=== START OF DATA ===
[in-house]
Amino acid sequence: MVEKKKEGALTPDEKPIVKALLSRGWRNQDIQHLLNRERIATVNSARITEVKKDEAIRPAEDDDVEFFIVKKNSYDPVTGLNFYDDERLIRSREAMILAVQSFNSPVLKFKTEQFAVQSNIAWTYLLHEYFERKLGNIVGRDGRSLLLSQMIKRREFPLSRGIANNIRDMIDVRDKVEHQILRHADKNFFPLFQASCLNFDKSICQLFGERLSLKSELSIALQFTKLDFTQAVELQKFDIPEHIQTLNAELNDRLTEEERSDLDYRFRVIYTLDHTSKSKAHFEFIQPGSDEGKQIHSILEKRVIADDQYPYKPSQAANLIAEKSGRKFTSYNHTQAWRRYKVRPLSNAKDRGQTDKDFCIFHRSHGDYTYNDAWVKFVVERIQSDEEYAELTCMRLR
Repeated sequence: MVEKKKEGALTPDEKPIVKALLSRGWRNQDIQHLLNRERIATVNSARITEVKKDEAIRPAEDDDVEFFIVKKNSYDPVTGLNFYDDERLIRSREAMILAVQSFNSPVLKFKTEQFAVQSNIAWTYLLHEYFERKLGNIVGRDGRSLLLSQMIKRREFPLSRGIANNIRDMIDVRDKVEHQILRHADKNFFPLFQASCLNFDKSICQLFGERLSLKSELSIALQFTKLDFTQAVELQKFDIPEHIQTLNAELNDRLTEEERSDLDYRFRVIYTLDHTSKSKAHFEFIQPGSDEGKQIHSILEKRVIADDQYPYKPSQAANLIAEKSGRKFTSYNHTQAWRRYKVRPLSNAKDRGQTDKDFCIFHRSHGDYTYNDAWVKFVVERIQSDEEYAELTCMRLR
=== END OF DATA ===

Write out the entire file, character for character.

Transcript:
[in-house]
Amino acid sequence: MVEKKKEGALTPDEKPIVKALLSRGWRNQDIQHLLNRERIATVNSARITEVKKDEAIRPAEDDDVEFFIVKKNSYDPVTGLNFYDDERLIRSREAMILAVQSFNSPVLKFKTEQFAVQSNIAWTYLLHEYFERKLGNIVGRDGRSLLLSQMIKRREFPLSRGIANNIRDMIDVRDKVEHQILRHADKNFFPLFQASCLNFDKSICQLFGERLSLKSELSIALQFTKLDFTQAVELQKFDIPEHIQTLNAELNDRLTEEERSDLDYRFRVIYTLDHTSKSKAHFEFIQPGSDEGKQIHSILEKRVIADDQYPYKPSQAANLIAEKSGRKFTSYNHTQAWRRYKVRPLSNAKDRGQTDKDFCIFHRSHGDYTYNDAWVKFVVERIQSDEEYAELTCMRLR
Repeated sequence: MVEKKKEGALTPDEKPIVKALLSRGWRNQDIQHLLNRERIATVNSARITEVKKDEAIRPAEDDDVEFFIVKKNSYDPVTGLNFYDDERLIRSREAMILAVQSFNSPVLKFKTEQFAVQSNIAWTYLLHEYFERKLGNIVGRDGRSLLLSQMIKRREFPLSRGIANNIRDMIDVRDKVEHQILRHADKNFFPLFQASCLNFDKSICQLFGERLSLKSELSIALQFTKLDFTQAVELQKFDIPEHIQTLNAELNDRLTEEERSDLDYRFRVIYTLDHTSKSKAHFEFIQPGSDEGKQIHSILEKRVIADDQYPYKPSQAANLIAEKSGRKFTSYNHTQAWRRYKVRPLSNAKDRGQTDKDFCIFHRSHGDYTYNDAWVKFVVERIQSDEEYAELTCMRLR